Wait! That’s all? What was all the fuss about?
Edit (23/11/2021): I forgot (my bad) to mention express workflow which is much cheaper than the standard one and also probably most suitable for big load (see blog post). The p50 execution time of my workflow with API Gateway is 292ms, and 580ms for the one with Lambda. The price for express workflows is 1$ / million requests, plus a few cents per GB-hour. In our case, as the workflow with API Gateway is faster than the other, it will be cheaper in all cases, despite the number of states.
In this article, I’ve shown that the direct integration with API Gateway in Step Functions is quite competitive versus the use of an intermediary Lambda function, both in terms of performance and potentially in terms of pricing. So if you need to retrieve some data from an API, that makes sense to use this direct integration. Be sure to use the HTTP API which provides lower latency and better prices than the REST API.
But, when it comes to implement some business logic, we saw that adding states in our standard workflow to replace a few lines of code from a Lambda function has a dramatic impact on the overall cost. Furthermore, it is still limited in comparison to what can be achieved with a Lambda function. And you also need to take into consideration the testability of the business logic: far easier and faster with a function and some unit tests than integration tests on a fully deployed state machine.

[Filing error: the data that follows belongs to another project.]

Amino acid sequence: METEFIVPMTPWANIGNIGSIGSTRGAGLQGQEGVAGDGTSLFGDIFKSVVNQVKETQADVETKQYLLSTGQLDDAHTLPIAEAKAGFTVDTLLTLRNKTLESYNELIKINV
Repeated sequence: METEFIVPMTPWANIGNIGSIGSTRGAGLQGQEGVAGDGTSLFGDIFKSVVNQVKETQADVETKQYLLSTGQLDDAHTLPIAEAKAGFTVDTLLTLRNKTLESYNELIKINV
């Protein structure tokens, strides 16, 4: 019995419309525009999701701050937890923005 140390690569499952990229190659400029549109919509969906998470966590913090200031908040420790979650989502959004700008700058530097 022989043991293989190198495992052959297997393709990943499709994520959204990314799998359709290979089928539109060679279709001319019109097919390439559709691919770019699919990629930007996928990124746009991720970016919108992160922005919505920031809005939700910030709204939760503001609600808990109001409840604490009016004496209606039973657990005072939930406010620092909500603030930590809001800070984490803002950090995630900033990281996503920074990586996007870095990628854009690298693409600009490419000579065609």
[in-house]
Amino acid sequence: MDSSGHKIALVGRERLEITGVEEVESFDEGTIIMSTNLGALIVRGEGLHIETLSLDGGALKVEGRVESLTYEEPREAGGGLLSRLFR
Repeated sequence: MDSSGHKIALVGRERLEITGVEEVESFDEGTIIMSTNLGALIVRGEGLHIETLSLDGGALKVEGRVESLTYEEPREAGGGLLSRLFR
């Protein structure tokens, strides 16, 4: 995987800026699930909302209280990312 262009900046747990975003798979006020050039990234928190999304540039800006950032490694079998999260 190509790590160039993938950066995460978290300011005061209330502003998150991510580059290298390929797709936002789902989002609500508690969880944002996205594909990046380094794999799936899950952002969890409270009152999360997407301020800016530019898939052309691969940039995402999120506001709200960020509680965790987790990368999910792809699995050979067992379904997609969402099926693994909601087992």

I’m not saying not to use Step Functions: It’s a great service, I love it, and even more since a few weeks and the SDK integration. Just pay attention on how you use it, the states you add. If you start implementing some “complex” business logic, consider adding a Lambda function in your workflow instead.
Edit (23/11/2021): If you can leverage express workflow instead of standard one (see the comparison here, the main one is the limitation to 5 minutes of execution), it is much affordable, and direct integration makes totally sense, even with a few additional states. I really love Step Functions!
I’m writing another article on this, hopefully for the AWS blog, stay tuned…
Source code is available on Github.